Biography & Memoir Book Reviews (page 3)

Released: Nov. 22, 2016

"A courageous and important narrative offering an enlightened perspective on making informed choices about eating meat."
Knowing where your food comes from is an important aspect of food culture for a growing segment of the American population. British environmental journalist Gray moves the idea into deeper territory. Read full book review >
Released: Nov. 15, 2016

"The intimate and semi-entertaining details of an actor's childhood and her rise to stardom in Hollywood."
The autobiography of a Mainer who hit the big time in Hollywood. Read full book review >

MY LOST POETS by Philip Levine
Released: Nov. 9, 2016

"Like his poetry, Levine's essays are generous, honest, and real."
One of our finest poets recalls a life well lived in poetry. Read full book review >
THE KING IS DEAD by Suzannah Lipscomb
Released: Dec. 20, 2016

"A delightful story of intrigue and manipulation that shows how Henry really couldn't control his kingdom."
Lipscomb (A Journey Through Tudor England: Hampton Court Palace and the Tower of London to Stratford-upon-Avon and Thornbury Castle, 2015, etc.) shows Henry VIII's attempt to continue control over both church and state. Read full book review >
BLACK SQUARE by Sophie Pinkham
Released: Nov. 1, 2016

"First-rate reporting, research, and writing in a debut that will make readers care as much as the author does."
A journalist's first book, a graceful mix of personal memoir and political research, illuminates the complexities of Ukraine culture. Read full book review >

KRAZY by Michael Tisserand
Released: Dec. 6, 2016

"Essential reading for comics fans and history buffs, Krazy is a roaring success, providing an indispensable new perspective on turn-of-the-century America."
A revelatory biography of the influential "Krazy Kat" creator George Herriman (1880-1944). Read full book review >
The Last "True" Roller Derby by Larry Smith
Released: Feb. 20, 2016

"An intriguing peek into a piece of Americana that will likely appeal mainly to derby enthusiasts."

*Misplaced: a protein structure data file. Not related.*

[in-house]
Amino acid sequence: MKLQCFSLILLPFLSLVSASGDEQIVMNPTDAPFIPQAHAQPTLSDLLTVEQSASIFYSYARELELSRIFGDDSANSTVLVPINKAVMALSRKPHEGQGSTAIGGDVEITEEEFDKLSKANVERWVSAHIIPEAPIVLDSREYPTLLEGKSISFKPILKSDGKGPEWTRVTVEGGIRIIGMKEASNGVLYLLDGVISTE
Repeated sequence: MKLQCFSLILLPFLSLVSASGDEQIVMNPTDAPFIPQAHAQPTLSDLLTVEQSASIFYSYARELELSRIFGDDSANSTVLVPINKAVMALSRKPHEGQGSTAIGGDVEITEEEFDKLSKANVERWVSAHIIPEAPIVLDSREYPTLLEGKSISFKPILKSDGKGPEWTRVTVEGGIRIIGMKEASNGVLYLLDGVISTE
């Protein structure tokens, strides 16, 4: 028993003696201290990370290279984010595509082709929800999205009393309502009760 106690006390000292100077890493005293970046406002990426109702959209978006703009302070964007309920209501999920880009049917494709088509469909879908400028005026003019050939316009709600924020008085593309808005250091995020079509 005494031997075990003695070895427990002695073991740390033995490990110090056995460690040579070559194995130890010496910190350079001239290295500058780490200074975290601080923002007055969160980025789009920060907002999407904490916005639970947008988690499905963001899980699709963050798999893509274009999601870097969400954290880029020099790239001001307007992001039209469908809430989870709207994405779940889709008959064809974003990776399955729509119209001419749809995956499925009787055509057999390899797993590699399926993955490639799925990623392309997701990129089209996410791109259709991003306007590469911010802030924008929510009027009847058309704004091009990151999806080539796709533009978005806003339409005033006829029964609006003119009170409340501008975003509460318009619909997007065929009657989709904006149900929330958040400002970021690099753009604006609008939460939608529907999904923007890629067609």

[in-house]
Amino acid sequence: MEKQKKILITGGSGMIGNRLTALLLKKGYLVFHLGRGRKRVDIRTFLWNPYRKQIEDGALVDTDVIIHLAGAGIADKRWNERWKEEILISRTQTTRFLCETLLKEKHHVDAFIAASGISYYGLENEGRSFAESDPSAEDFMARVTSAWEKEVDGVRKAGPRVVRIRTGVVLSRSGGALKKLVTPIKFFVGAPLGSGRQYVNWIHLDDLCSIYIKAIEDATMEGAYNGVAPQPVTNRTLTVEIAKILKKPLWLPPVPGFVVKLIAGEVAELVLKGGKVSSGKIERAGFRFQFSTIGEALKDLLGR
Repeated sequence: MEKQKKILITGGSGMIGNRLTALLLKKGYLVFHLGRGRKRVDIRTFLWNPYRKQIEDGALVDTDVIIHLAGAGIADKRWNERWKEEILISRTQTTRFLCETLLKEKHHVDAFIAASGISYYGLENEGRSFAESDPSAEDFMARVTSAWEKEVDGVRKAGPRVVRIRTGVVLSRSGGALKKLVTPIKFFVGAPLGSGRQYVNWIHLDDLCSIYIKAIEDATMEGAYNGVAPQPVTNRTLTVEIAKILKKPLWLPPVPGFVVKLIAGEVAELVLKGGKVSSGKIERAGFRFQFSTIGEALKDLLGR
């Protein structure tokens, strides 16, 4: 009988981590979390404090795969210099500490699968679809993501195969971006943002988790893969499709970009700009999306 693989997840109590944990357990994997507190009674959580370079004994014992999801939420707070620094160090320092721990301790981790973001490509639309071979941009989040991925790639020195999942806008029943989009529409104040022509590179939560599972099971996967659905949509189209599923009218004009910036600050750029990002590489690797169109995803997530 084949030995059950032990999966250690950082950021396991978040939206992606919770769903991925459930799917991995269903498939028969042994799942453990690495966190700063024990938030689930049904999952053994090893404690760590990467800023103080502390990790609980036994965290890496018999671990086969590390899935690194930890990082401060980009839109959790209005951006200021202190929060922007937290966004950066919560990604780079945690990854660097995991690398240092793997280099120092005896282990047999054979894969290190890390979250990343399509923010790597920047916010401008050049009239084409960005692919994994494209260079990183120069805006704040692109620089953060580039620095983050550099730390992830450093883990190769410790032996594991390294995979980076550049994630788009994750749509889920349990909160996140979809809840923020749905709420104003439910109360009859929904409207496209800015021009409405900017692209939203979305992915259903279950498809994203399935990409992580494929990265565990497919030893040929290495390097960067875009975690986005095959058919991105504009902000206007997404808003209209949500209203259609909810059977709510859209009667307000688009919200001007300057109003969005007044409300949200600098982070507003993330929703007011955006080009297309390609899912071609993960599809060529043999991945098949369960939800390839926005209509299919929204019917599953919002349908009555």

A debut memoir offers a decade's worth of insider stories from a roller derby star. Read full book review >
Letters from Nigeria by Gretel Clark
Released: June 10, 2016

"An intriguing historical document, particularly for readers who have a passion for West Africa and narratives of the expatriate experience."
Personal missives to family and striking images reveal the daily lives of an American couple living in the West African country of Nigeria in the early 1960s. Read full book review >
The Hidden Life of a Young Woman by Paul Slaughter
Released: April 29, 2016

"A short but powerful amalgam of journalistic rigor and emotional sensitivity."
In this biography, a woman lives a remarkably independent, productive, and loving life despite a grim medical diagnosis as an infant. Read full book review >
SORRY NOT SORRY by Naya Rivera
Released: Sept. 13, 2016

"There's nothing groundbreaking, but the actress comes across as down-to-earth, likable, and humanly fallible."
The former Glee star looks back with amusement and a feisty attitude on a career in modeling and acting. Read full book review >
Memories from after the War by Aloysius Pappert
Released: May 22, 2016

"A gripping story of overcoming adversity."
Pappert (Memories from After the War: A Stolen Youth, 2016), a German soldier during World War II, suffers but perseveres as an inmate in a Russian prison camp in this memoir. Read full book review >
From the Corner to the Corner Office by James A. Barlow
Released: July 27, 2016

"An impassioned, inspiring motivational manifesto."
An African-American man shares his evolution from drug dealer to college-graduate professional, social analysis, and empowerment tips in this debut motivational memoir. Read full book review >
Kirkus Interview
Jeff Chang
September 20, 2016

In the provocative essays in journalist Jeff Chang’s new book We Gon’ Be Alright, Chang takes an incisive and wide-ranging look at the recent tragedies and widespread protests that have shaken the country. Through deep reporting with key activists and thinkers, personal writing, and cultural criticism, We Gon’ Be Alright links #BlackLivesMatter to #OscarsSoWhite, Ferguson to Washington D.C., the Great Migration to resurgent nativism. Chang explores the rise and fall of the idea of “diversity,” the roots of student protest, changing ideas about Asian Americanness, and the impact of a century of racial separation in housing. “He implores readers to listen, act, and become involved with today’s activists, who offer ‘new ways to see our past and our present,’ ” our reviewer writes in a starred review. “A compelling and intellectually thought-provoking exploration of the quagmire of race relations.” View video >